Cells were lysed in sample buffer, separated by SDS-PAGE and transferred onto polyvinylidene fluoride (PVDF) membranes (Millipore) by wet immunoblotting. Membranes were blocked with 4% nonfat milk powder (Campina) in PBS 0.1% Tween-20 (Bio-Rad) for 1 hour and subsequently incubated with a primary antibody for 16 hours at 4°C. After washing, membranes were incubated with HRP-coupled secondary antibody for 1 hour followed by analysis on chemidoc imaging system (Bio-Rad).
Cells were lysed in PBS(1% CHAPS, 30 mmol/L Tris-HCL pH 8.0, 150 mmol/L NaCl) for 30 minutes on ice and spun down at 13,000 × g for 15 minutes. Supernatants were incubated with uncoupled or antibody-coupled beads (Protein A-agarose beads, Roche) for 16 hours under constant agitation. Beads were separated from lysates by centrifugation, washed twice and resuspended in sample buffer. Protein interactions were analyzed using immunoblotting (see above).
Immunoprecipitation beads were heated in sample loading buffer for 5 minutes. at 95°C, eluates were run into the stacking of a 4% to 12% Bis-Tris gel and coomassie-stained bands were excised. Proteins were reduced with 6.5 mmol/L DTT, alkylated with 54 mmol/L iodoacetamide and digested in-gel with trypsin (Gold, mass spectrometry grade, Promega, 3 ng/μL) overnight at 37°C. Extracted peptides were vacuum dried, reconstituded in 10% formic acid and analyzed by nanoLC-MS/MS on an Orbitrap Fusion Tribrid mass spectrometer equipped with a Proxeon nLC1000 system (Thermo Scientific). Peptides were loaded directly on the analytical column (Agilent Poroshell EC-C18 120 2.7 μm, 50 μm × 500 mm, packed in-house) and separated in a 140-minutes gradient containing a 124-minutes linear increase from 6% to 30% solvent B (0.1% formic acid/80% acetonitrile), with 0.1% formic acid/water as Solvent A. Further settings were as described previously (25).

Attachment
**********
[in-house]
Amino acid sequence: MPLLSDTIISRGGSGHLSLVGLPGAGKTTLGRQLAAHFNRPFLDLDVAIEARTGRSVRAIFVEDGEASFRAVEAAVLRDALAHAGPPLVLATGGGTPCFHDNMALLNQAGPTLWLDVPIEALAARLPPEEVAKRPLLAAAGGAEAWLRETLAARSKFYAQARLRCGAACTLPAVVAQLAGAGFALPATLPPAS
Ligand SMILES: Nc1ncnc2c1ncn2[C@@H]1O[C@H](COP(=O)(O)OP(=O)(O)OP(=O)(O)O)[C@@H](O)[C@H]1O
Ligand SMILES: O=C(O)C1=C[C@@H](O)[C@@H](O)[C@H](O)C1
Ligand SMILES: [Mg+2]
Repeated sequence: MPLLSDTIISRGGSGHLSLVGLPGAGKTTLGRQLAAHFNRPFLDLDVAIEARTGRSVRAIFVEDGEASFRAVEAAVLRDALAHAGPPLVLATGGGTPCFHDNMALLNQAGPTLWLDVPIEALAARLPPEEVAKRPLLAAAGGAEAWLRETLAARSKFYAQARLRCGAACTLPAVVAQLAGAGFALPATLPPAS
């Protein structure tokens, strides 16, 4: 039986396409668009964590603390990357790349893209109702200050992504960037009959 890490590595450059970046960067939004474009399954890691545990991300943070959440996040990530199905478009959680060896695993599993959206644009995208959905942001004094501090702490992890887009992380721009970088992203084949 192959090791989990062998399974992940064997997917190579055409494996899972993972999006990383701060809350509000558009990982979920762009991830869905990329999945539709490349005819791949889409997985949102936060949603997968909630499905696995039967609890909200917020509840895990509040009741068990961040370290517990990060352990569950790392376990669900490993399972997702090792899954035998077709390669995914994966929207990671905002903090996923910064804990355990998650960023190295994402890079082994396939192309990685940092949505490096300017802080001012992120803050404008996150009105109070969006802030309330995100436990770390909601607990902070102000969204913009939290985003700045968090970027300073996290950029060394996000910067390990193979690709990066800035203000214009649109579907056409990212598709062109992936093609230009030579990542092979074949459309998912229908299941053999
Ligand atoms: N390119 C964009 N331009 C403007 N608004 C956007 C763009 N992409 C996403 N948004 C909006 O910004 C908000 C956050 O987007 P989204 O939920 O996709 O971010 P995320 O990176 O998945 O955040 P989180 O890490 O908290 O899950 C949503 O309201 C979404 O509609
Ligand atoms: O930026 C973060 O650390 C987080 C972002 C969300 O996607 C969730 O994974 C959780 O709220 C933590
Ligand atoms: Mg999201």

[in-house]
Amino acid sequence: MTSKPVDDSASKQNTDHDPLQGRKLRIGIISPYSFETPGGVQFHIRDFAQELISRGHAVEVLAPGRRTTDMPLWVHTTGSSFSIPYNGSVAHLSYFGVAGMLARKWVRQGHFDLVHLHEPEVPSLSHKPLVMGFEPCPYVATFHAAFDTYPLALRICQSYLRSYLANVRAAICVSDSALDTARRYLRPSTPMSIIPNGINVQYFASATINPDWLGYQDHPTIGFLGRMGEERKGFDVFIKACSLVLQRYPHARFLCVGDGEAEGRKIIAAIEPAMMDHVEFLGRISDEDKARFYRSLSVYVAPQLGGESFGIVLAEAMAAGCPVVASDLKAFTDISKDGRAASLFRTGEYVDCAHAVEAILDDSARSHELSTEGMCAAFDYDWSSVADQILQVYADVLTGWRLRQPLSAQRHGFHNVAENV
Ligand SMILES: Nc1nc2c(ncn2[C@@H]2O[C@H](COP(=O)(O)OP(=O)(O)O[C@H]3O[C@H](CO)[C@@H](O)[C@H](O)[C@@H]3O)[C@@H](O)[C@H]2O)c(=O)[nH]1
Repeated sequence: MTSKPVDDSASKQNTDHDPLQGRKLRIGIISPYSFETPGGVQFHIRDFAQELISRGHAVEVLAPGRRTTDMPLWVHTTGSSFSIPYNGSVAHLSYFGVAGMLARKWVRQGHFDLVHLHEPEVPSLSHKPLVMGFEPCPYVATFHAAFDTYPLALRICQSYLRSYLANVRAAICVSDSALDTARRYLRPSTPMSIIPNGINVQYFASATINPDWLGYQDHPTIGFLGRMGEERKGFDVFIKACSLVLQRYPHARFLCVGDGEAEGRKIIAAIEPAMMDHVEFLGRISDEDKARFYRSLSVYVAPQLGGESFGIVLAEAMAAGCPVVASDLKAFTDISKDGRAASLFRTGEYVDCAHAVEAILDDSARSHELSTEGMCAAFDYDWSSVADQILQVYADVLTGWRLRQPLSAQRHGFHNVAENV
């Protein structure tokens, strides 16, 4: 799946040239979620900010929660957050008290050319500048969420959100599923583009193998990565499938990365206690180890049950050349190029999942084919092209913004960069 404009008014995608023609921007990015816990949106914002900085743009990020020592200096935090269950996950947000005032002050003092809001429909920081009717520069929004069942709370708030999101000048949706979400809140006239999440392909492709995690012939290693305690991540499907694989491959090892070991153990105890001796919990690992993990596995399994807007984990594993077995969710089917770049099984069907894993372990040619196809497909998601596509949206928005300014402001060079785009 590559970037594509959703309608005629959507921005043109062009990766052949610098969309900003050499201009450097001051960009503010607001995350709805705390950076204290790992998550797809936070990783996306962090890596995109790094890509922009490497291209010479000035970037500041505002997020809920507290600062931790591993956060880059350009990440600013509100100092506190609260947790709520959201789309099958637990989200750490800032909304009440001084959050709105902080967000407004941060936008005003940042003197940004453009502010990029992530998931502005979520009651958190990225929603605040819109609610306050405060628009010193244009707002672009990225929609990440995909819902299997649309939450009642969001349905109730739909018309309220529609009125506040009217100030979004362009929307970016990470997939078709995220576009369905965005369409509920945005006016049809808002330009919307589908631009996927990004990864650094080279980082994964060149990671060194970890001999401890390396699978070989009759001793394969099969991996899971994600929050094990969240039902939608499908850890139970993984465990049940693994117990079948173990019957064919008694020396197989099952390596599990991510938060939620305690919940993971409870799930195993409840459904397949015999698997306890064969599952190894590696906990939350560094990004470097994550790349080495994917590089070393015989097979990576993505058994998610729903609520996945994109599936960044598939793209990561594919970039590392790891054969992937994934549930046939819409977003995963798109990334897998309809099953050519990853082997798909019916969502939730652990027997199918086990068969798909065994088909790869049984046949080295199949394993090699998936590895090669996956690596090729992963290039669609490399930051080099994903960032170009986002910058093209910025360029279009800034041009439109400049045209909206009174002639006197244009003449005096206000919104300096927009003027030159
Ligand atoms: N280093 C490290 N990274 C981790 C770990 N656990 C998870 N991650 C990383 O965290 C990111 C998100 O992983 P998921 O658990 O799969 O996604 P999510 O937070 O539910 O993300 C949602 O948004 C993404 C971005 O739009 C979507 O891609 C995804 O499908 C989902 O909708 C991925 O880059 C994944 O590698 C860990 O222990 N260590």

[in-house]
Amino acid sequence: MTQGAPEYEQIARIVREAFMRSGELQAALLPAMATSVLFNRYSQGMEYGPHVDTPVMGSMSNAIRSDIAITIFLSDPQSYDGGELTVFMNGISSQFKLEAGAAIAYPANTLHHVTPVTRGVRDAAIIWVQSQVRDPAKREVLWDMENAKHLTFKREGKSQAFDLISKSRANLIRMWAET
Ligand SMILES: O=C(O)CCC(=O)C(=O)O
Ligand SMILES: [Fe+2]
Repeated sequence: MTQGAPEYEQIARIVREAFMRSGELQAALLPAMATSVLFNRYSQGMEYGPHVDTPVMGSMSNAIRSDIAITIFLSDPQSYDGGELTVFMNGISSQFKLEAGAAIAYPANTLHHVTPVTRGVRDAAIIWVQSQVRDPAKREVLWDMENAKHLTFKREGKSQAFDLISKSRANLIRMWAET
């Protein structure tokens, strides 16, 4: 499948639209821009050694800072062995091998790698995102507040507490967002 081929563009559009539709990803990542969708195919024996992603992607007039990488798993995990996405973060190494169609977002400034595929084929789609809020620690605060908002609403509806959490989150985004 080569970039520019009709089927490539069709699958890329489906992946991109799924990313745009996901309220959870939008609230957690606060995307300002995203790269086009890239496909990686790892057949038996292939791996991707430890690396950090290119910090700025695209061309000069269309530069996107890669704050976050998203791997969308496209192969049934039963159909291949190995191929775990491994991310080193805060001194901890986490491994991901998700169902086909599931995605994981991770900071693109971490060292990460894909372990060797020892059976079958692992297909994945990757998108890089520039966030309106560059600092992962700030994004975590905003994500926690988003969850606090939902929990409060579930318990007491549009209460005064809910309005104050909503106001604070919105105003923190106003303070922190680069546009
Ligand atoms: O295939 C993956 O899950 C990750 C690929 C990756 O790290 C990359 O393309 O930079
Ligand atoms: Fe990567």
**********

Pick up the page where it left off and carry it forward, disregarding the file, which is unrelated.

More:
Raw data were analyzed by MaxQuant (version 188.8.131.52; ref. 26) using the label-free quantitation (LFQ) algorithm and the “match between runs” tool, with default settings. MS/MS data were searched against the human Swissprot database (20,197 entries, release 2016_09) complemented with a list of common contaminants and concatenated with the reversed version of all sequences. Trypsin/P was chosen as cleavage specificity allowing two missed cleavages. Carbamidomethylation (C) and oxidation (M) were set as fixed and variable modification, respectively. LFQ intensities were log2-transformed in Perseus (version 184.108.40.206; ref. 27), after which, proteins were filtered for at least two valid values (out of 3 total). Missing values were replaced by imputation based on a normal distribution using a width of 0.3 and a downshift of 1.8. P values of all quantified proteins were calculated in a Student t test and plotted against the log2 (bait/control) LFQ abundance difference in a Volcano plot. Proteins were considered enriched by immunoprecipitation when they met the criteria P < 0.05 and log2 LFQ[bait/control] ≥ 2.
RNA seq dataset (GSE62564) was selected from the Gene Expression Omnibus and analyzed through the Genomics Analysis and Visualization Platform. Kaplan–Meier estimates of overall survival were determined using automatically generated expression cutoff values based on statistical significant differences using log-rank test.
All statistical analyses were performed using Graphpad Prism 7.02.
Low expression of MHC-1 and NF-κB in neuroblastoma